The tea party-aligned groups are tiptoeing toward irrelevance in this election cycle. They’ve picked flaky Senate candidates who are doing poorly against mainstream GOP incumbents. And they seem oblivious to the perception that the tea party is a movement of kooks and extremists.

Republican presidential hopefuls (L-R) former U.S. Senator Rick Santorum (R-PA), U.S. Rep. Michelle Bachmann (R-MN), former Speaker of the U.S. House of Representatives Newt Gingrich (R-GA), former Massachusetts Governor Mitt Romney, U.S. Rep. Ron Paul (R-TX), former Minnesota Governor Tim Pawlenty and former Godfather's Pizza CEO Herman Cain pose at the first New Hampshire debate of the 2012 campaign at St. Anslems College in Manchester, New Hampshire June 13, 2011. REUTERS/Joel Page (UNITED STATES - Tags: POLITICS) GOP presidential hopefuls, from left, Rick Santorum, Michele Bachmann, Newt Gingrich, Mitt Romney, Ron Paul, Tim Pawlenty and Herman Cain pose at the first New Hampshire debate of the 2012 campaign in Manchester, N.H., in June 2011. (Joel Page/Reuters)

A case in point is a New Hampshire event sponsored by Americans for Prosperity Foundation and Citizens United. The New Hampshire Journal reports on a pre-2016 “cattle call” for prospective Republicans. On the GOP side, the invitation list is odd for a pre-2016 presidential summit:

The big draws on the presidential front are Sens. Ted Cruz of Texas and Rand Paul of Kentucky as well as former Arkansas Gov. Mike Huckabee. There will be no Jeb Bush and no Chris Christie. No one conventionally identified with the more moderate (relatively speaking) GOP “establishment.” At some point down the road there will be an establishment candidate. The day-long event on Saturday will begin to define what could be a long battle to become the conservative alternative to whoever emerges from the establishment wing. Others to speak who are mentioned in connection with presidential runs, but far less likely to run, are Donald Trump, former House speaker Newt Gingrich and Iowa U.S. Rep. Steve King.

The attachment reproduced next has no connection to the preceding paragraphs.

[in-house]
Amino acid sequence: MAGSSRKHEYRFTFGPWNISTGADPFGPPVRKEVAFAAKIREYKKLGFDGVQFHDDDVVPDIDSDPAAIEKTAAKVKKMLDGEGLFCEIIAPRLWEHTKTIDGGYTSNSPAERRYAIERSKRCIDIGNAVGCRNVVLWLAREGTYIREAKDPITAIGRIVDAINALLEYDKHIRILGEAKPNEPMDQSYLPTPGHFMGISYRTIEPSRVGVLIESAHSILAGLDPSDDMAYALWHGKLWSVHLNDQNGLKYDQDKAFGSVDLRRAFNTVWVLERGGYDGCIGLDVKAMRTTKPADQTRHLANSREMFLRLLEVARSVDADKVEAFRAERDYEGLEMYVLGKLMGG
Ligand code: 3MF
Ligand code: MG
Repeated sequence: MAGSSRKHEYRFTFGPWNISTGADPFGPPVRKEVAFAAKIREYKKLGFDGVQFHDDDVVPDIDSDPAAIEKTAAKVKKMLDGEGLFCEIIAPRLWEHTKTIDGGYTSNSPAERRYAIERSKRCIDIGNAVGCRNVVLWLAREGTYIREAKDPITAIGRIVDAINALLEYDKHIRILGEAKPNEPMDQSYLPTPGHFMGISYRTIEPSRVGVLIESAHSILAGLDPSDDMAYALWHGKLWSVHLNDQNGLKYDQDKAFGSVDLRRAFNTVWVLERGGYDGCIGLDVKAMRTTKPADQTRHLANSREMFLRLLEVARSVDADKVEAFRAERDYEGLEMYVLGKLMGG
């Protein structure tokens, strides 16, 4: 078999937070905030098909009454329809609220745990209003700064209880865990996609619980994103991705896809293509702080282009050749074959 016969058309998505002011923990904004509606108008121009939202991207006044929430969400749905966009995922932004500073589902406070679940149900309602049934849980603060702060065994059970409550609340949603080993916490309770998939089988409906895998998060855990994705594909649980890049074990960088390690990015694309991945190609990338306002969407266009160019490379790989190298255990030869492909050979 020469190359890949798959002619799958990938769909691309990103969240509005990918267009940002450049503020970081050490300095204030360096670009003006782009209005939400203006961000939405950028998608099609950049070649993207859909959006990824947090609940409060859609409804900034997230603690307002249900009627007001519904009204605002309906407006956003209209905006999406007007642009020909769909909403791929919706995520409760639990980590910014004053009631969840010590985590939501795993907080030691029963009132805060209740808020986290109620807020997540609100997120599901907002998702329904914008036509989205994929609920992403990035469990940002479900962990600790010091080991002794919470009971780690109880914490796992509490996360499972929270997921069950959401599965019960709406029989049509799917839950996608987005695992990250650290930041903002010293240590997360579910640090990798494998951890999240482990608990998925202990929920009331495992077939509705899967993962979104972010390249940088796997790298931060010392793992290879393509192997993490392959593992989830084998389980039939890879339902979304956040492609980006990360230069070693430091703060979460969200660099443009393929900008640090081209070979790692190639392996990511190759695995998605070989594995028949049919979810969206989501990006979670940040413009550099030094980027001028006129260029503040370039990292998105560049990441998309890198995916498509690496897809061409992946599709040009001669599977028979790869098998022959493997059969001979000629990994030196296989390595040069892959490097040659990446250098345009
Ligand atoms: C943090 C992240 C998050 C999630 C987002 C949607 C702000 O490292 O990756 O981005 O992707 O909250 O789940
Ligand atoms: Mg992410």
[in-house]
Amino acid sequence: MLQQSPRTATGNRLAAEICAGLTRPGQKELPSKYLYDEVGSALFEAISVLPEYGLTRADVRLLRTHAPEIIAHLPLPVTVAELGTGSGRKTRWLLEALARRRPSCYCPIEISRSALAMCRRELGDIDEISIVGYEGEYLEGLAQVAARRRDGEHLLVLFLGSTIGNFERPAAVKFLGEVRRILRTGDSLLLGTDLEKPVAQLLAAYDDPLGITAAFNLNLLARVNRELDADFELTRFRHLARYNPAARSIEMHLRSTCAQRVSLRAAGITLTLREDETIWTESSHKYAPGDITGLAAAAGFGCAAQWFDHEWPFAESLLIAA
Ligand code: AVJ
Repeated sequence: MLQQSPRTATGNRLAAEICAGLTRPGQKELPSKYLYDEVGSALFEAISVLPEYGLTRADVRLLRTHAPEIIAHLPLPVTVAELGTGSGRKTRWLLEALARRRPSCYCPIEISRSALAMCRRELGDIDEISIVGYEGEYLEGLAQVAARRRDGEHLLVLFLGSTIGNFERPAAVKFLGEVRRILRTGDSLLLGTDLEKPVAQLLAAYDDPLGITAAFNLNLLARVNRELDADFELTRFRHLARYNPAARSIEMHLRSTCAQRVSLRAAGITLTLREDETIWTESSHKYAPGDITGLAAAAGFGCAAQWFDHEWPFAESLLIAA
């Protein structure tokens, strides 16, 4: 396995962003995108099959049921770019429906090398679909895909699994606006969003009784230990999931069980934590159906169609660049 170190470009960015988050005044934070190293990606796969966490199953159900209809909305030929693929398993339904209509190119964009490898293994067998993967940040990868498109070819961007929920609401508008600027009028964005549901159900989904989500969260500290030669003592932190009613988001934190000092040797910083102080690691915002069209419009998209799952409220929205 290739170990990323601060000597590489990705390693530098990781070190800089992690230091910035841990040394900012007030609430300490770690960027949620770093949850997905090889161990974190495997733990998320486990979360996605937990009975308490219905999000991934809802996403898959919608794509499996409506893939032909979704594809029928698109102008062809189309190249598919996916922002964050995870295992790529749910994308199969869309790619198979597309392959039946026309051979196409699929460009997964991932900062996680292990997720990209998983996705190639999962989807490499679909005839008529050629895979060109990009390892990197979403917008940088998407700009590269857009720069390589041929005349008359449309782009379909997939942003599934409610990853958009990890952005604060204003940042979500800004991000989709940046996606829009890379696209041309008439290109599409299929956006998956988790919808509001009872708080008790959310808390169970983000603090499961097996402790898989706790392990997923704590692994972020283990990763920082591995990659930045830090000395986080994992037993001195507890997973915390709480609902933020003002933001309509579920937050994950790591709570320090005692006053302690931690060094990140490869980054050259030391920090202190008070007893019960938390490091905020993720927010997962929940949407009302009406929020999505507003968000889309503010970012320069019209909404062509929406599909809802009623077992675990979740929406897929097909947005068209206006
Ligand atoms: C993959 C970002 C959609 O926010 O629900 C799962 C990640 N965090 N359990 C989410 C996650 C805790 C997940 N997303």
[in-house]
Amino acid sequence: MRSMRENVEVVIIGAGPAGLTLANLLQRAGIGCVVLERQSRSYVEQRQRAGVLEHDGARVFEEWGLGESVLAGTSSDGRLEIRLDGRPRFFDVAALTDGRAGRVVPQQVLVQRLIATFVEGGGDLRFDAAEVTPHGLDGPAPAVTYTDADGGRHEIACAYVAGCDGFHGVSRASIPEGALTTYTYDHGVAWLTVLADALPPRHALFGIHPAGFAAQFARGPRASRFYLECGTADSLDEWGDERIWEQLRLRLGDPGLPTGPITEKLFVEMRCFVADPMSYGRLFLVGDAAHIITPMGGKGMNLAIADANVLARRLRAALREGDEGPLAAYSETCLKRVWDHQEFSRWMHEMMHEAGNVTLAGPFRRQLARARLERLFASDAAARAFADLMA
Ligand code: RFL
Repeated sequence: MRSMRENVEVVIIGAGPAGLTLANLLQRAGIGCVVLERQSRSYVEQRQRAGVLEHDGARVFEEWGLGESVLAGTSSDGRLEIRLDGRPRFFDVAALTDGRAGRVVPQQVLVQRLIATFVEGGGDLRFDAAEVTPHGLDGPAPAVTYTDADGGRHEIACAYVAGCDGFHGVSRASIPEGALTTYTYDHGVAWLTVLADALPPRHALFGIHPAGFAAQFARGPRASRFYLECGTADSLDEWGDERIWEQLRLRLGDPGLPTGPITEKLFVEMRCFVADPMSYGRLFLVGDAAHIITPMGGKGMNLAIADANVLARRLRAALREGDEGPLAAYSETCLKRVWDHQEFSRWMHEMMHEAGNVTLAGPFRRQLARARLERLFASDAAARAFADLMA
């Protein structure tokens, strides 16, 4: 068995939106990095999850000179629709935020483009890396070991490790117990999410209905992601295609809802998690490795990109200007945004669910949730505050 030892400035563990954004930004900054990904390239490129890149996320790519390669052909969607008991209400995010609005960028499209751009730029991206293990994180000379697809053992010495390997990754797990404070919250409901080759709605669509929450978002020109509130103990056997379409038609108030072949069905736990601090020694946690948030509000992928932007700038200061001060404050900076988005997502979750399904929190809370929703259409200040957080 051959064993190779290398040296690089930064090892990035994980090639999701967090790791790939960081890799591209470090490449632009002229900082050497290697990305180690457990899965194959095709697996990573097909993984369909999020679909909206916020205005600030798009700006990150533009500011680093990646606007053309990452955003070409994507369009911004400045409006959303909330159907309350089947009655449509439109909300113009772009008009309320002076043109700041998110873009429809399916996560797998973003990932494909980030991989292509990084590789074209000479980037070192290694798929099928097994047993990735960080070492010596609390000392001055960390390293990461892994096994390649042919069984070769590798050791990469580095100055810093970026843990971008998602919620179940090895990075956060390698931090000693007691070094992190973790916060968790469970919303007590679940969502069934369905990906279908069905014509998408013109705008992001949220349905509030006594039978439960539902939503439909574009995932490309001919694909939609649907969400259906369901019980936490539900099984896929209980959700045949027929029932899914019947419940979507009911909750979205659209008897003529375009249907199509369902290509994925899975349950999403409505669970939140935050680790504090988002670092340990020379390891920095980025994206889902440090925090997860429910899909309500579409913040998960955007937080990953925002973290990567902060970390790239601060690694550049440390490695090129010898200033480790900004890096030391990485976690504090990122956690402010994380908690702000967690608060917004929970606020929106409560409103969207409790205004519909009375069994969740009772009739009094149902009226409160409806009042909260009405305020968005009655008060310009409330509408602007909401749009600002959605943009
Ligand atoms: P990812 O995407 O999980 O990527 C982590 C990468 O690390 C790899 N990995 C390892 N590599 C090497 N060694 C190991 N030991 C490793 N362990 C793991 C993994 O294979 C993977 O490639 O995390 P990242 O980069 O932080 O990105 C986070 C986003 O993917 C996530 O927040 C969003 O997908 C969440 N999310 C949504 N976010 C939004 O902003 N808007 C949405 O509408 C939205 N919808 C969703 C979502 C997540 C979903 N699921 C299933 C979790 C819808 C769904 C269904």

Any group that invites infamous “birther” Donald Trump is asking for ridicule and deserves it. He’s a self-promoter and gadfly who isn’t running for anything and doesn’t speak for anyone but himself. If it wasn’t obvious before, his appearance at the Conservative Political Action Conference in March in which he rambled on about “taking Iraq’s oil” and his own wealth should have removed any doubts. His histrionics aren’t even amusing. (“We’re becoming a Third World country,” shouted the billionaire from New York.)

Even worse is the choice of Rep. Steve King (R-Iowa), who was repudiated by his own party last summer for egregious remarks about Hispanics. Why on earth — at a time when the GOP is fighting to escape the stereotype of intolerance — would any GOP group invite him? It’s hard to fathom.

Free advice is worth what you pay for it, but here goes. To other GOP pols attending: Don’t be photographed with King or with Trump. It’s likely to come back to haunt you. And if, like Sen. Rand Paul (R-Ky.), you are making a pitch to Hispanics, to the party to go “beyond deportations” and to potential primary voters as a guy who can expand the party, you really don’t want to be within arm’s length. As for the hosts of the event, when you invite clowns like Trump and King, it’s not a “cattle call”; it’s a circus.

There are going to be hundreds, if not thousands, of events for the candidates between now and the first primary. The smart candidates will be the ones who select their events carefully, with an eye not only to the primary but also to the general election. They want to appear presidential, not part of a comedy club. They don’t want to suggest they are on the same level with characters like Trump and King. And as the New Hampshire event proves, sometimes the most important scheduling decisions are the events you decide not to attend.